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Children with dyspraxia: advice for traveling by car

Children with dyspraxia: Advice for traveling by car

18/10/2017

Dyspraxia is a psychomotor alteration which presents from early childhood and is associated with clumsiness, or more accurately, it leads to slowness and difficulty in coordinating what are seemingly simple movements. Nevertheless, these difficulties are usually most apparent when attempting movements that require the coordination of various muscle groups: writing, tying shoelaces, cleaning teeth or doing sports.

Dyspraxia is also known as a Developmental coordination disorder, or DCD. Its cause is unknown and these children's motor skills do not develop as they should. This disorder is associated with delayed motor development and, in addition to the difficulties mentioned above, these children may also have problems anticipating, organising and carrying out their movements.

The child may have very specific motor difficulties (for example, when writing, or problems with fine motor skills, which refers to small muscle movement coordination). The child may also be affected in other areas such as coordination and balance. There are a number of things that can alert us to the fact that a child is suffering from dyspraxia and that we should take them to a specialist:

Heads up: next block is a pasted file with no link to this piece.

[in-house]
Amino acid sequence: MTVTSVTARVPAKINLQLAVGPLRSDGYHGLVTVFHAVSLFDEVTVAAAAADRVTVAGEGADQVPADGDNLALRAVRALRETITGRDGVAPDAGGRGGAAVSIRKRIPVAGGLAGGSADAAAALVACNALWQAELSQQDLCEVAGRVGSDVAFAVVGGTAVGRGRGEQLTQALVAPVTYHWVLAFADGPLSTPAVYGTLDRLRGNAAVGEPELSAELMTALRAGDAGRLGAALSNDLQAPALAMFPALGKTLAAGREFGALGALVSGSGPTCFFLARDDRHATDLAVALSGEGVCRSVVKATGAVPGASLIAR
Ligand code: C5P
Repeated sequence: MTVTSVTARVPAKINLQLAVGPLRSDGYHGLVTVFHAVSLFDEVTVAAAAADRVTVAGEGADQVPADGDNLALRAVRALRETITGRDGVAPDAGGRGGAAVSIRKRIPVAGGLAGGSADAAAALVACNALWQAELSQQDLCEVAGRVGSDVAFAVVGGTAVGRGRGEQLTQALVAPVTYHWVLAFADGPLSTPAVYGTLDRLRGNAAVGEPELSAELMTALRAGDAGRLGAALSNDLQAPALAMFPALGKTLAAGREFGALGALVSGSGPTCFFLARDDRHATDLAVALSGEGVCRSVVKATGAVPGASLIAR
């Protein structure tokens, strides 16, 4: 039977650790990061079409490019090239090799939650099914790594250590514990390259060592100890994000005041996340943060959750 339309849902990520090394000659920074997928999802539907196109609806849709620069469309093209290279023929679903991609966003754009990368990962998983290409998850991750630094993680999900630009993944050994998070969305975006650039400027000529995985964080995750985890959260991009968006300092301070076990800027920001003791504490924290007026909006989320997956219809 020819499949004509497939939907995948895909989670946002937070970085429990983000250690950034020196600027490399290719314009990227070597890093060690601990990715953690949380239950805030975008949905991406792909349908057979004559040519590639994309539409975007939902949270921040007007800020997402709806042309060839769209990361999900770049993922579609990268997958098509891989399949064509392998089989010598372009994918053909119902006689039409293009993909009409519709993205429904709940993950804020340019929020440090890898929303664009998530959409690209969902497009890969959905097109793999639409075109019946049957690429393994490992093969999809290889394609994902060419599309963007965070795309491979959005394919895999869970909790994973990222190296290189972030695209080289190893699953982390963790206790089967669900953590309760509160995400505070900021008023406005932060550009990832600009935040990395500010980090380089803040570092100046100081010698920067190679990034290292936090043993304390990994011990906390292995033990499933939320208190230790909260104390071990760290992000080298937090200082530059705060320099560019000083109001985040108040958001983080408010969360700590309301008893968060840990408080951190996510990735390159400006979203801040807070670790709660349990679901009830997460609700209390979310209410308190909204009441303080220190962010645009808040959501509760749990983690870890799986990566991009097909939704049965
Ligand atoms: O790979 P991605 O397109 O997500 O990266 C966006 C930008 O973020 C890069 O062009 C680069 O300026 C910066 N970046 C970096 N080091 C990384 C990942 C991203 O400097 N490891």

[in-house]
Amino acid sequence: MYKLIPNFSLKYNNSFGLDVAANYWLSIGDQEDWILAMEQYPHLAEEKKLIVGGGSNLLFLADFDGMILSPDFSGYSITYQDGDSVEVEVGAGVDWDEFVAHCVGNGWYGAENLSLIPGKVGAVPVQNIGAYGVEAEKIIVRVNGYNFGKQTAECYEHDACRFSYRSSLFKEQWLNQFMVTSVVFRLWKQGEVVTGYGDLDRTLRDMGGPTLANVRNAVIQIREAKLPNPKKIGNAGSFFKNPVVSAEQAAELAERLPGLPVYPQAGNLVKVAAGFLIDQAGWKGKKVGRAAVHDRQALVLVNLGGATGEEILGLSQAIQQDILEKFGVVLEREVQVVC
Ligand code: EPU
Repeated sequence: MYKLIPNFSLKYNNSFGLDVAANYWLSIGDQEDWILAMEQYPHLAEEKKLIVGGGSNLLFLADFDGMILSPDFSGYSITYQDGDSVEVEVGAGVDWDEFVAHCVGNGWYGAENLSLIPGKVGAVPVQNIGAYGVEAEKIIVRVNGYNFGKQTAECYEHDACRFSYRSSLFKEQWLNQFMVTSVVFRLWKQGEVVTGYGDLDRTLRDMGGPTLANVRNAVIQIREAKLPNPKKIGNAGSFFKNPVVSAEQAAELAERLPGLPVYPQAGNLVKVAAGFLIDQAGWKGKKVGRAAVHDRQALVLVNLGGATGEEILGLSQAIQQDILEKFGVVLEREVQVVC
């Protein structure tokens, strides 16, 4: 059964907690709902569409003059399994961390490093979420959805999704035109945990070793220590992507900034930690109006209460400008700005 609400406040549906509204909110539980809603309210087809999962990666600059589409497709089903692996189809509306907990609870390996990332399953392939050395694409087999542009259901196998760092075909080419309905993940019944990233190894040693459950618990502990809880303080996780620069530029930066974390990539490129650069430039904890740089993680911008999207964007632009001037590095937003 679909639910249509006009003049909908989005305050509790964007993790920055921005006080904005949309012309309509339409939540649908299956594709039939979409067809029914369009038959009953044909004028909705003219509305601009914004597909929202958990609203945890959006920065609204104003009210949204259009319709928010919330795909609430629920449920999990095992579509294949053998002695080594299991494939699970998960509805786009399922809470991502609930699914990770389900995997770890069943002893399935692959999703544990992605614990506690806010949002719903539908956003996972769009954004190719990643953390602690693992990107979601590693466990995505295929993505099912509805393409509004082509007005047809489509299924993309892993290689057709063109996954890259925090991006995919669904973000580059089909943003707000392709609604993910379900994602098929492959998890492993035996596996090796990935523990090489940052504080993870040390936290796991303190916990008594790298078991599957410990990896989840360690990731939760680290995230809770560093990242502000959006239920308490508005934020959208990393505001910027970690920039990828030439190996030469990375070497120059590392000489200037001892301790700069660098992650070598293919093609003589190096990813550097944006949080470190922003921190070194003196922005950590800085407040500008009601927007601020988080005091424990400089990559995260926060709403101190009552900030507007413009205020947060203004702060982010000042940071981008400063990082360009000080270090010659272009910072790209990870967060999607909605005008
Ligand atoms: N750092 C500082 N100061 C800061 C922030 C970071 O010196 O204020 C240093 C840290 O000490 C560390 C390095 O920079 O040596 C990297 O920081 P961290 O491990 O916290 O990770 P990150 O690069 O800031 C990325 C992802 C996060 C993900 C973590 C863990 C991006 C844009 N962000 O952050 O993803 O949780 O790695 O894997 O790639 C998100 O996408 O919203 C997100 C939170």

• The child drops everything and bangs into furniture and their general surroundings.
  • Games prove particularly difficult to master: playing ball and catching it with both hands, riding a tricycle...
  • It is difficult for the child to position themselves out of the path of the ball, for example, in a game of dodgeball.
  • Using scissors or knives and forks, cleaning their teeth and other activities which need both sides of the body is very difficult for the child.
  • Poor balance and postural control.
  • Obvious difficulties with writing.

What precautions or measures should we take when traveling by car?

Given that dyspraxia is a psychomotor disorder, rather than considering any special measures for these children, we should be thinking about their comfort. Children with dyspraxia usually have a poor concept of themselves and their physical capabilities, therefore we should help them to feel secure and be encouraging. We should be working with them to help them recognize their strengths, their weaknesses and their limitations.

We need to be helping the child in their movements and daily actions. Dyspraxia is usually diagnosed around the age of 7 or 8, although it would be better to do so before they are 3 years old, and therefore it is not usually found in the earliest developmental ages. Therefore, they are likely to be children traveling in child car seats in group 3 or with boosters and they are well aware of the use of this CRS.

Therefore, the best strategy would be toensure the child is aware of the need to use the child car seat and the importance of sitting in it properly and knows how to fasten and unfasten the seat belt. Let the child know that in any unforeseen event we will be with them and that they should stay calm and not hesitate to ask for help if they find themselves in difficulties.


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